As a study in what attracts losers and loners and lost boys to cults, The Master is exceptionally astute and convincing. However, once it gets going it is also in dramatic terms an endless series of fallings-out and reconciliations between the two principal characters, and even at the end of the movie it seems as if this cycle could simply continue indefinitely. We don’t really ever come to completely understand the two key characters, nor the ruthless wife (Amy Adams) of the Master, who at times seems to be the power behind the throne.
The fog-of-nostalgia style and mood of the department store scenes suggest Anderson is trying for a Mad Men feel, and the eerie calm of the war scenes recalls Terrence Malick films such as The Thin Red Line. Both Malick and Mad Men share a similar tendency to hover around the edges of the moment, to limit dialogue, to leave the most pivotal episodes undramatized for the viewer to imagine. Anderson’s film is close kin to these.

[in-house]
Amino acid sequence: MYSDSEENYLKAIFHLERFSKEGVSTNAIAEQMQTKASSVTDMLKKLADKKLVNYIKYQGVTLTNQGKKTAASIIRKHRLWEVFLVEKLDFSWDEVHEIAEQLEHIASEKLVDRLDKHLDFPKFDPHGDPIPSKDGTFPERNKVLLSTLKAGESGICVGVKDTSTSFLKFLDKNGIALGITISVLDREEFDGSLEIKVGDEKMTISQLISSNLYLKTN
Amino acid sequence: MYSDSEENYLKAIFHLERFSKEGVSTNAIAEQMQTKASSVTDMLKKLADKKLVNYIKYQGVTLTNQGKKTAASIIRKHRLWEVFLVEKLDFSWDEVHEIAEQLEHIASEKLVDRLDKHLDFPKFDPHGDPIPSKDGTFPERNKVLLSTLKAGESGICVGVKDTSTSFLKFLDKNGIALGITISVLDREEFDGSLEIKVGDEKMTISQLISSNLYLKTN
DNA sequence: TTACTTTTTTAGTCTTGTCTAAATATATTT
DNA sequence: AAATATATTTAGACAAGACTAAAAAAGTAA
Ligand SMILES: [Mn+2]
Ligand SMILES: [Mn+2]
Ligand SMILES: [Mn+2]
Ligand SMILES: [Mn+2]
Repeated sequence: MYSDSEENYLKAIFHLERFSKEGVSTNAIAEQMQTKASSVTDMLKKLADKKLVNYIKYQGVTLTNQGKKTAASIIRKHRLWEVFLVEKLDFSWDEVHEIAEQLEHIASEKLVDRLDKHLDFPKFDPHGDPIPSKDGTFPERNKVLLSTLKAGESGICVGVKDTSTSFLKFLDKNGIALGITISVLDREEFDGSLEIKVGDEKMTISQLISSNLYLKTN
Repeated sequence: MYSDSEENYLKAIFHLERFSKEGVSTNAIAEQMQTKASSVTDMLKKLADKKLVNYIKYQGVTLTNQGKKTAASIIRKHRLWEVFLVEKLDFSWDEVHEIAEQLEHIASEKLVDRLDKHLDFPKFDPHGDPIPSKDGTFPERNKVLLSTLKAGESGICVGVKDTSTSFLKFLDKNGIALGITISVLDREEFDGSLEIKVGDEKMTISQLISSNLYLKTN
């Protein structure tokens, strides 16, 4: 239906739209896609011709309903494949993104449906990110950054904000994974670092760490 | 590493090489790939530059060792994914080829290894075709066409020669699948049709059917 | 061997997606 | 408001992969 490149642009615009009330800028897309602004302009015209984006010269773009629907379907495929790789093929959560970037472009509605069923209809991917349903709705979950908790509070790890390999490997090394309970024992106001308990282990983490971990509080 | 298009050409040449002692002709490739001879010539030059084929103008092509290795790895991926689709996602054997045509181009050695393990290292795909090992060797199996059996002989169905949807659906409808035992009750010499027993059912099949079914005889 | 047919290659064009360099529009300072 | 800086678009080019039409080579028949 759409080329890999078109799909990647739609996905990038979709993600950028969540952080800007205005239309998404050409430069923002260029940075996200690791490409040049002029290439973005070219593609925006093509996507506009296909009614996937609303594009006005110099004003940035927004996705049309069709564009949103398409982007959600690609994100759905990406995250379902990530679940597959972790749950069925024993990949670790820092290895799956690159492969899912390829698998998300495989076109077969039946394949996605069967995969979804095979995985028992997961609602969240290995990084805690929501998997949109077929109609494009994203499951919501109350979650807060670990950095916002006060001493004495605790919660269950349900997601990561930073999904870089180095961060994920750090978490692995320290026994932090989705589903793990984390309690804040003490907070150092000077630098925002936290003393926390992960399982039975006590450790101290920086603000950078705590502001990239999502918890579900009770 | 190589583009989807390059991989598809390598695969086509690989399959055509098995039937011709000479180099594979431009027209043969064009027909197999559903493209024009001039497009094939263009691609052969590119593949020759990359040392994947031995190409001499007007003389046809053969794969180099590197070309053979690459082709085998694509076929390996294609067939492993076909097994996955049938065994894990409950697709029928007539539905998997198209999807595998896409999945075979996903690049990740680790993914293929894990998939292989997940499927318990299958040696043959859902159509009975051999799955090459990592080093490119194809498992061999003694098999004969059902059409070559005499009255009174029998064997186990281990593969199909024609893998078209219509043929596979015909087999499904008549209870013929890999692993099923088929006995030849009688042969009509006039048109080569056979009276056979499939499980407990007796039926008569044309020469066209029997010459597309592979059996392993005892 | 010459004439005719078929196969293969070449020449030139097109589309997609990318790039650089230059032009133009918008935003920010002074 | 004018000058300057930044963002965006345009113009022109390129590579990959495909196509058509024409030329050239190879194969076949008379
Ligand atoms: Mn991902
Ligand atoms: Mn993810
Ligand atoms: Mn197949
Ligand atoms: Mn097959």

Anderson is a leader in this new film and television movement that evades any answers as too easy or pat or traditional, a tactic beloved by a buzzy artsy crowd eager to pick up on open-endedness as a stimulant to their own conversation. The two-way nature of, for instance, social media, in which audience participation and customization is everything, neatly dovetails with the aesthetic tendencies of a generation wary of being tied down to any idea. So for all its period splendor, The Master is a completely up-to-the-minute film. Due to Anderson’s exceptional gifts for visual storytelling, deploying soundtrack music, and guiding actors, it’s well worth seeing. But with its langorous disdain for getting to the point, it’s also destined to puzzle and annoy many viewers.
Updated: See Andrew Klavan’s take:
Check out PJ Lifestyle’s coverage of cults from Jeanette Pryor who will be writing about The Master soon from the perspective of a former cult member:
More on movies from John Boot at PJ Lifestyle: